Strangers on a Train

Strangers on a train, a bus, a plane or at the next table in a restaurant, have always served as a source of characters and story inspirations. I’m not sure when I started making up stories about my tangential encounters with strangers, but I’ve been doing it since I was a child.

The woman dining with a little girl — indulging her granddaughter’s every whim — becomes the kind of chatty character who provides important, and yet seemingly irrelevant, observations in a mystery. Two puffed up businessmen in pricey suits, become rivals for an important promotion, with deadly consequences. A sullen teenager, shrinks with embarrassment at her parent’s confusion about the menu prices. Are they really very clever spies, drawing attention to themselves as naïve travelers in order to deflect scrutiny?

It’s all fodder for fiction.

One of the great things about traveling to places where I don’t speak the language is that I’m unlikely to uncover the truth about the people I observe. I spun a long and twisted tale about the young, Japanese man in the seat across from me during my train ride from Amsterdam to Berlin. He was just short of completely terrified, taking tiny sips of water and, occasionally, swallowing a pill.

We shared the first class carriage with four adult members of a German family. They were so obviously a family and were enjoying the smoked salmon sandwiches they’d carried with them along with beverages from the dining car. The father in the group, a jovial man with a big smile, helped me figure out the outlet for recharging my Kindle without a word of English. The Japanese kid kept leaving his seat and returning very quickly with a quizzical expression. It wasn’t until I walked through several cars to the dining car to buy a coffee, that he finally ventured far enough away to come back with some apple juice.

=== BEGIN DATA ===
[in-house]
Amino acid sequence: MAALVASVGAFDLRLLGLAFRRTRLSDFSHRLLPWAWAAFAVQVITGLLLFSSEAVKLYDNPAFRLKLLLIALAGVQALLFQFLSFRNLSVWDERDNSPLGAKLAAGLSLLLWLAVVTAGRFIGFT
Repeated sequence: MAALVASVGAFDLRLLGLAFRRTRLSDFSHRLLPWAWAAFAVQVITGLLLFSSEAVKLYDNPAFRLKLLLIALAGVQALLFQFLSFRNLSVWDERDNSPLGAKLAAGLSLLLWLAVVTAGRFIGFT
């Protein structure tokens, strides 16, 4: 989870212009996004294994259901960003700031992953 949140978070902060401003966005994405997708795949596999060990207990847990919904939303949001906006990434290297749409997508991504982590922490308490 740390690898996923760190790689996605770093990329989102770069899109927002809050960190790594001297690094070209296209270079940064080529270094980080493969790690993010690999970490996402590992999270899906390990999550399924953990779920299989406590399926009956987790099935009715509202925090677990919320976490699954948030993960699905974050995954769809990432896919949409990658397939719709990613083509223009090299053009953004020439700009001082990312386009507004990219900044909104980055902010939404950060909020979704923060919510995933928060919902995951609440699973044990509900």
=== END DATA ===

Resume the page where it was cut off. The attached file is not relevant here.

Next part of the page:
He’d been afraid to ask where the Germans had bought their coffees and Cokes. It’s funny, but even when I was in Japan, I could make myself understood about basic needs. For me, it was about getting over my inhibitions and simply trying. You won’t have deep conversations, but you can get yourself a coffee! Anyway, the hum of another language becomes the soundtrack supporting my observations. Not knowing what’s actually being said is freeing. It’s like going to an opera sung in Italian and making up your own libretto. I’ve done that and it’s fun!

Strangers on a train, a bus, a plane — and even on stage — all inspire fiction that travels far from its source.


  1. I have a very high affective filter when it comes to trying to communicate in foreign languages. It’s hard to get comfortable when speaking a foreign tongue makes one feel like a bumbling idiot! Then I just remind myself that all communication is basically a negotiation of sorts anyway. I’m excited about going to Germany because my four years of studying the language make me feel okay about giving actual communication a try. I wonder though how I’ll feel when hearing Danish spoken because it’s a lot like German. In one of the ESL classes I took, the professor had a woman come in and teacher a lesson to us in Dutch. I was the only one who half understood it, so that was interesting to see how it compared to German. At another conference for ESL teaching messages the linguist who was presenting did an entire lesson in to illustrate total physical response by speaking gibberish. That was great fun.